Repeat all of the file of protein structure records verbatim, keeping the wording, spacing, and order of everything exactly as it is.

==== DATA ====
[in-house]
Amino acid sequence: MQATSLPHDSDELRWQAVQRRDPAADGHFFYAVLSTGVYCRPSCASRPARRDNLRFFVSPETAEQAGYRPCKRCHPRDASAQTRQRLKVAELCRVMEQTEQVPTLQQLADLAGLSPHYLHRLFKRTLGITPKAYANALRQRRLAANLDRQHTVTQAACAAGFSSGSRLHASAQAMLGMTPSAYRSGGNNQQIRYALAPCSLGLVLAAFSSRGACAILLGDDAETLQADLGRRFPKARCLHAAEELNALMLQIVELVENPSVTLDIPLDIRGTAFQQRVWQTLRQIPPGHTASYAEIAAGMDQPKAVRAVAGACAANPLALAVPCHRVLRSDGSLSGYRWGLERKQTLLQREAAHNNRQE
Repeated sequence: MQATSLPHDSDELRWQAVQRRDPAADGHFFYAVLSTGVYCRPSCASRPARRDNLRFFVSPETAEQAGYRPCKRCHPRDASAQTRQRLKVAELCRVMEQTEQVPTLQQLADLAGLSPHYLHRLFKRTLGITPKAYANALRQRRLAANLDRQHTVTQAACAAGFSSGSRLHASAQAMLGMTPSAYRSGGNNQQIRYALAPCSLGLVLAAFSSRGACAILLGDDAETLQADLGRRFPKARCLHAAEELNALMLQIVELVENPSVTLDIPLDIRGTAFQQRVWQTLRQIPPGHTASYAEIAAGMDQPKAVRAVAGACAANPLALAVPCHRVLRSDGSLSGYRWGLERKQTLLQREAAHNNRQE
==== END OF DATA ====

[in-house]
Amino acid sequence: MQATSLPHDSDELRWQAVQRRDPAADGHFFYAVLSTGVYCRPSCASRPARRDNLRFFVSPETAEQAGYRPCKRCHPRDASAQTRQRLKVAELCRVMEQTEQVPTLQQLADLAGLSPHYLHRLFKRTLGITPKAYANALRQRRLAANLDRQHTVTQAACAAGFSSGSRLHASAQAMLGMTPSAYRSGGNNQQIRYALAPCSLGLVLAAFSSRGACAILLGDDAETLQADLGRRFPKARCLHAAEELNALMLQIVELVENPSVTLDIPLDIRGTAFQQRVWQTLRQIPPGHTASYAEIAAGMDQPKAVRAVAGACAANPLALAVPCHRVLRSDGSLSGYRWGLERKQTLLQREAAHNNRQE
Repeated sequence: MQATSLPHDSDELRWQAVQRRDPAADGHFFYAVLSTGVYCRPSCASRPARRDNLRFFVSPETAEQAGYRPCKRCHPRDASAQTRQRLKVAELCRVMEQTEQVPTLQQLADLAGLSPHYLHRLFKRTLGITPKAYANALRQRRLAANLDRQHTVTQAACAAGFSSGSRLHASAQAMLGMTPSAYRSGGNNQQIRYALAPCSLGLVLAAFSSRGACAILLGDDAETLQADLGRRFPKARCLHAAEELNALMLQIVELVENPSVTLDIPLDIRGTAFQQRVWQTLRQIPPGHTASYAEIAAGMDQPKAVRAVAGACAANPLALAVPCHRVLRSDGSLSGYRWGLERKQTLLQREAAHNNRQE